The Mount of Olives
Third, in verses 4 and 5 Zechariah speaks of our Lord Jesus Christ standing upon the Mount of Olives. Here, it seems to me, the Spirit of God inspired his prophet to declare our Savior’s mighty works in his first advent, throughout this gospel age and in his glorious second coming.
“And his feet shall stand in that day upon the mount of Olives, which is before Jerusalem on the east, and the mount of Olives shall cleave in the midst thereof toward the east and toward the west, and there shall be a very great valley; and half of the mountain shall remove toward the north, and half of it toward the south. And ye shall flee to the valley of the mountains; for the valley of the mountains shall reach unto Azal: yea, ye shall flee, like as ye fled from before the earthquake in the days of Uzziah king of Judah: and the LORD my God shall come, and all the saints with thee” (vv. 4-5).
The Mount of Olives is situated at the east of Jerusalem, being separated only by the brook Kedron and the valley of Jehoshaphat. Here it was that David (typifying the Lord Jesus) went up barefoot and weeping when he fled from Absalom, just as our Savior went by it when he entered Gethsemane, passing over the same brook of Kedron (2 Samuel 1522-30; John 18:1; Matthew 26:30-46).
You might be surprised to discover that this Mount, so memorable to David, was terribly profaned by Solomon his son. You will remember that when Solomon was old, he loved many strange wives who led him into idolatry. He built a high place for Chemosh, the abomination of Moab, upon that very Mount in the hill that is before Jerusalem. He also erected a high place for Moloch, the abomination of the children of Ammon, upon the Mount of Olives (1 Kings 11:1-7). Solomon so polluted the Mount of Olives with idolatry that it became known as the Mount of Corruption (2 Kings 23:13). Many years later, the good king Josiah (another type of Christ) destroyed those idols and purged the Mount of corruption (2 Kings 23:12-14).
In the light of those historic facts, it is not at all surprising to see so much of our great Savior’s life and ministry connected with the Mount of Olives. Luke tells us that our Lord Jesus “went, as he was wont, to the Mount of Olives” (Luke 21:37). This was the place to which he often came; and his disciples often followed him there. When the Pharisees sought to kill him, our Savior “went unto the Mount of Olives” to save that poor woman who was caught in the very act of adultery (John 8:1-11). Our Savior sat down on the Mount of Olives to give us his great Olivet Discourse in Matthew 24 and 25. It was in that great discourse that he spoke of the destruction of Jerusalem, his glorious second coming, the parable of the fig tree, the parable of the wise and foolish virgins, the parable of the wise and foolish servants, and the great separation of the sheep and goats in the Day of Judgment. After establishing the Lord’s Supper with his disciples, while Judas went out to betray him, the Lord Jesus and his disciples sung a hymn and “went out into the Mount of Olives” (Matthew 26:30). Then, our blessed Savior went into Gethsemane and from there to Calvary! And forty days after his resurrection, the Lord Jesus ascended to heaven from the Mount of Olives (Acts 1:8-12), receiving power over all flesh from his Father to give eternal life to his blood-bought people (John 17:2).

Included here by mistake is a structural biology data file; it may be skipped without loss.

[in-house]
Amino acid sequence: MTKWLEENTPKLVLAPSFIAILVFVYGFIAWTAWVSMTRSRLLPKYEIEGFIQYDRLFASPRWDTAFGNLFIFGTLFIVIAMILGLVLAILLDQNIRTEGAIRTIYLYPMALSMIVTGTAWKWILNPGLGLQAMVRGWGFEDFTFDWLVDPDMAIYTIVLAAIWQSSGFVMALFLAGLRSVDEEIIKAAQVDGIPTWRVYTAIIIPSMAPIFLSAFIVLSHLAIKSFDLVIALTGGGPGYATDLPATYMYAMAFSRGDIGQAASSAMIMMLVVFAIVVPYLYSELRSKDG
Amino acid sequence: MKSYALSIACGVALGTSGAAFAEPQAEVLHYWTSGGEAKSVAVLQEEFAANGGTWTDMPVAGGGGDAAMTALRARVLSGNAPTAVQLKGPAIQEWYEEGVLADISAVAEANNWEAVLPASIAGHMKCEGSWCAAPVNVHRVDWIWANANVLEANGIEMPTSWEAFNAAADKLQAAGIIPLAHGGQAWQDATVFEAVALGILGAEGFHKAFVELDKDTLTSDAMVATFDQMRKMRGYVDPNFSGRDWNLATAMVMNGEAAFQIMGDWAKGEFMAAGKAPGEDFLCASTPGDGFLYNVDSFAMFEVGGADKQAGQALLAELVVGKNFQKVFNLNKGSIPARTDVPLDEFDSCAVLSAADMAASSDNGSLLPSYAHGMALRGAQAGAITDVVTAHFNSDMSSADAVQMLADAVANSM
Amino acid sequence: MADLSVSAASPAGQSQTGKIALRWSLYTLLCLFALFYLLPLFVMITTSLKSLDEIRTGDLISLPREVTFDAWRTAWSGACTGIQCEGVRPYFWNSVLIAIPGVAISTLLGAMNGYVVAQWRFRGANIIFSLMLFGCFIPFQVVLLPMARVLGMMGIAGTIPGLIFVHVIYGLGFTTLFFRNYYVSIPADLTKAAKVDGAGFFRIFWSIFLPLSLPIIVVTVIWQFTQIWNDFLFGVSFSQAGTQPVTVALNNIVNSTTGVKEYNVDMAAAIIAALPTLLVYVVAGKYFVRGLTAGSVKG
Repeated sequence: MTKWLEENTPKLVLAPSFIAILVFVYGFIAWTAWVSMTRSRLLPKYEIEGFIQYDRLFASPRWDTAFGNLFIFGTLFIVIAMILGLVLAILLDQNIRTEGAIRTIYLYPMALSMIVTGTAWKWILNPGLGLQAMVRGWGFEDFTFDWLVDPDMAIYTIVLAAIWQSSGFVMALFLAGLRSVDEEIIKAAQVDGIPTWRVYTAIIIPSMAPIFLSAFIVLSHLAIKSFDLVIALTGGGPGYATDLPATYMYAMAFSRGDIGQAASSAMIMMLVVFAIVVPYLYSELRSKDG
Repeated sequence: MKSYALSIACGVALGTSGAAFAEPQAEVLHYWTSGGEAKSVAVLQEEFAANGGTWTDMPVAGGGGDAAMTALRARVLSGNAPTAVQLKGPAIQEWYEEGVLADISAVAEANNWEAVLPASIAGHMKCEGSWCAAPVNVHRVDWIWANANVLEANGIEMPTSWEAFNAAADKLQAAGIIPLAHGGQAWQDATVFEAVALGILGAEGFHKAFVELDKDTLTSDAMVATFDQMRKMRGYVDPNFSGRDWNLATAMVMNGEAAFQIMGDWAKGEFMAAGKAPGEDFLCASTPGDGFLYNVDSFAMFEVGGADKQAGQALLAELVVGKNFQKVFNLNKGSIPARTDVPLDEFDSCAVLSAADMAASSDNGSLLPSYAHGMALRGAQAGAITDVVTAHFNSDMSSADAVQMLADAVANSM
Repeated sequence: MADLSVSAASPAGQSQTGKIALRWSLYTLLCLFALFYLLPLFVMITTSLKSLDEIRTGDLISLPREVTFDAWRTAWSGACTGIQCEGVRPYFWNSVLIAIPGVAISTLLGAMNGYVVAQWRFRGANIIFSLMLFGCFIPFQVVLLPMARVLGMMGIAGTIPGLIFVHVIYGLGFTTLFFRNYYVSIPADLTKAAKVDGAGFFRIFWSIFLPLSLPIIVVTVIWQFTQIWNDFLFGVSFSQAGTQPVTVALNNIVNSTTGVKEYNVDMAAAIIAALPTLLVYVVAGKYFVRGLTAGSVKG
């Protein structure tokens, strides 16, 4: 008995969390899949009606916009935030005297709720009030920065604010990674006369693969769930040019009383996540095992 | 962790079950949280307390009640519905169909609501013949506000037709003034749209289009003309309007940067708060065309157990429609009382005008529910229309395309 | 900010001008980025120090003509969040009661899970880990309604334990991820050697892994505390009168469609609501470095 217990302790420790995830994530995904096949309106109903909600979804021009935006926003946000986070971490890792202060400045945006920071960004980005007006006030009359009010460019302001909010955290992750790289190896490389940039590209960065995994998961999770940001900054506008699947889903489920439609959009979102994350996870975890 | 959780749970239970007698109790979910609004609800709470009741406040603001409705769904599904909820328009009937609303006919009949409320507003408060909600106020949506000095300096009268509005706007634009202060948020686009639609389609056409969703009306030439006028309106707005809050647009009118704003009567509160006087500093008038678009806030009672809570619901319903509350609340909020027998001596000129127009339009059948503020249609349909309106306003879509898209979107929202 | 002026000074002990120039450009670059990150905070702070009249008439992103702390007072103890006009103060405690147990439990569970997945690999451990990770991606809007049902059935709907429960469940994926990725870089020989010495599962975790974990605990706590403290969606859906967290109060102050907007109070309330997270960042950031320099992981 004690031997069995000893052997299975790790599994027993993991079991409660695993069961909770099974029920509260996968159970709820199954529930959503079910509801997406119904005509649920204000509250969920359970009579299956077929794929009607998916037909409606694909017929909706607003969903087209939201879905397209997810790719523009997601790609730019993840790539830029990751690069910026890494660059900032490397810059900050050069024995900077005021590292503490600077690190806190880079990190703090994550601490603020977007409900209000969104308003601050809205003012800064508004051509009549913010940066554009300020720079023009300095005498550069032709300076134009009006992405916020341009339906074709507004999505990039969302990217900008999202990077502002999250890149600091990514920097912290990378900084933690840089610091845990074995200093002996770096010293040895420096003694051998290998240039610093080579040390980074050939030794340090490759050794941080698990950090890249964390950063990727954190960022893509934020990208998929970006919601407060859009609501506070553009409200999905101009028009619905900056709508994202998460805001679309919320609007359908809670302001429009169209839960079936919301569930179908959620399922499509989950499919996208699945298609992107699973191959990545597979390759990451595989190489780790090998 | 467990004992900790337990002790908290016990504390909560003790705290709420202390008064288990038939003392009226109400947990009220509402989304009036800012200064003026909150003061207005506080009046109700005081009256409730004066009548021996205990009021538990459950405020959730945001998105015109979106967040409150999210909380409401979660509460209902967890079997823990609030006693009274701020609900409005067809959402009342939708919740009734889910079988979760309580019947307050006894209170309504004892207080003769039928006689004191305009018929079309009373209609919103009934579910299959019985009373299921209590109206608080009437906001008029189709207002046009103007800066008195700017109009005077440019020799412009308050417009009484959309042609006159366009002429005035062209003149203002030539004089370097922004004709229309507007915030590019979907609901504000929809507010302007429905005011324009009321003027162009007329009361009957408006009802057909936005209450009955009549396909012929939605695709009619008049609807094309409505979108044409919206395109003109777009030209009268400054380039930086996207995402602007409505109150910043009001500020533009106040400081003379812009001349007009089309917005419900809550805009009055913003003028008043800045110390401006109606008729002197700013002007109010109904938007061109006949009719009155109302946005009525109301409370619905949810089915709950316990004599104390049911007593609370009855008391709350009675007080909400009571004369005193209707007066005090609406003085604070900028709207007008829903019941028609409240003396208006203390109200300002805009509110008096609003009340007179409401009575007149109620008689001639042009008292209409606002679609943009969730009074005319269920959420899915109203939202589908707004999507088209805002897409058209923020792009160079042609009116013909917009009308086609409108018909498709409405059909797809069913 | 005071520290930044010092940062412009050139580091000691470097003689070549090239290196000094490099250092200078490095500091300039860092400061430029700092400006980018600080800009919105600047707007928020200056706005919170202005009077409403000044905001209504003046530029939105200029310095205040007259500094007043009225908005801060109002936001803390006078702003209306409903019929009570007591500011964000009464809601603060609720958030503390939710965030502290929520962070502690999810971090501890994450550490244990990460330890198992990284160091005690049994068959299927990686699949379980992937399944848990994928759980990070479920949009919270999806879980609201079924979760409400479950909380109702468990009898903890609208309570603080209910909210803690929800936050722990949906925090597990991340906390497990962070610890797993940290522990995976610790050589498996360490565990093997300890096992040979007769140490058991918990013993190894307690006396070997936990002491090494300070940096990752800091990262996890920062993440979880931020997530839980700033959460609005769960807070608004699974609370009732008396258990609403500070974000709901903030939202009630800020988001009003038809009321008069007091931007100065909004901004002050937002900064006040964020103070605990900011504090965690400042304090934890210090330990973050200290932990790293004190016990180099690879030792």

The Mount of Olives was called the Mount of Olives, because it was covered with olive trees. Olive oil was used to light the lamps in the tabernacle and in the temple (Exodus 25:31-37; 1 Kings 7:48-50). The priests and kings in Israel were anointed with olive oil (Leviticus 8:12; 1 Samuel 16:13; 1 Kings 1:39). The Good Samaritan in our Lord’s parable poured oil and wine into the man left by the wayside (Luke 10:33-34)). And our Savior was anointed for his burial with Mary’s precious ointment, a spikenard, a perfume of oil (Matthew 26:12-13).
In all these things oil was used to typify God the Holy Spirit, the Anointing and Unction of grace, poured out upon chosen, redeemed sinners by Christ, our ascended King and enthroned Savior, who, standing upon the Mount of Olives as our Redeemer, split the mountain, flooded its valley with grace, and causes his people to flee to the valley of the mountains. There the Lord our God comes with all his saints! Using the figurative language of verses 4 and 5, Zechariah describes the powerful presence of God and his omnipotent grace in the outpouring of his Spirit upon his elect, which was manifestly done at Pentecost (Joel 1:14-15; 2:1-3, 27-32; 3:13-17; Acts 2:16-21).
Why should we think Zechariah’s language here is figurative? Zechariah is telling us that this great day of God’s grace flowing to sinners far exceeds the glory that appeared upon Mount Sinai at the giving of the law, when the mountains skipped like rams, and the little hills like lambs (Psalm 114:6). So terrible was that sight that Moses said, “I exceedingly fear and quake” (Hebrews 12:21). The Lord Jesus Christ, our great Josiah, has taken away both the curse of Sinai’s law and the corruptions of his people by his finished work of redemption. By coming to the earth in our nature, obeying all the will of God, dying as our Substitute, and ascending from the Mount, he has split open the mountain where our offenses abounded and created the mighty river of mercy and grace for our souls in “the valley of the mountains!” Where sin abounded grace much more abounds! Let the sweet tidings of grace vibrate through the earth. Because Christ has come and finished his work, “Whosoever shall call upon the name of the Lord shall be saved!”
Yet, Zechariah’s vision reaches even further. It reaches to that day when our Savior shall appear in his glory, descending again to the earth with all his saints (Acts 1:9-12; Jude 14-15; Job 19:25-27).
A Mixed State
Fourth, this day of grace, this last day, the period of time between the first and second advents of Christ is for God’s people a mixed state of darkness and light.
“And it shall come to pass in that day, that the light shall not be clear, nor dark: But it shall be one day which shall be known to the LORD, not day, nor night: but it shall come to pass, that at evening time it shall be light” (vv. 6-7).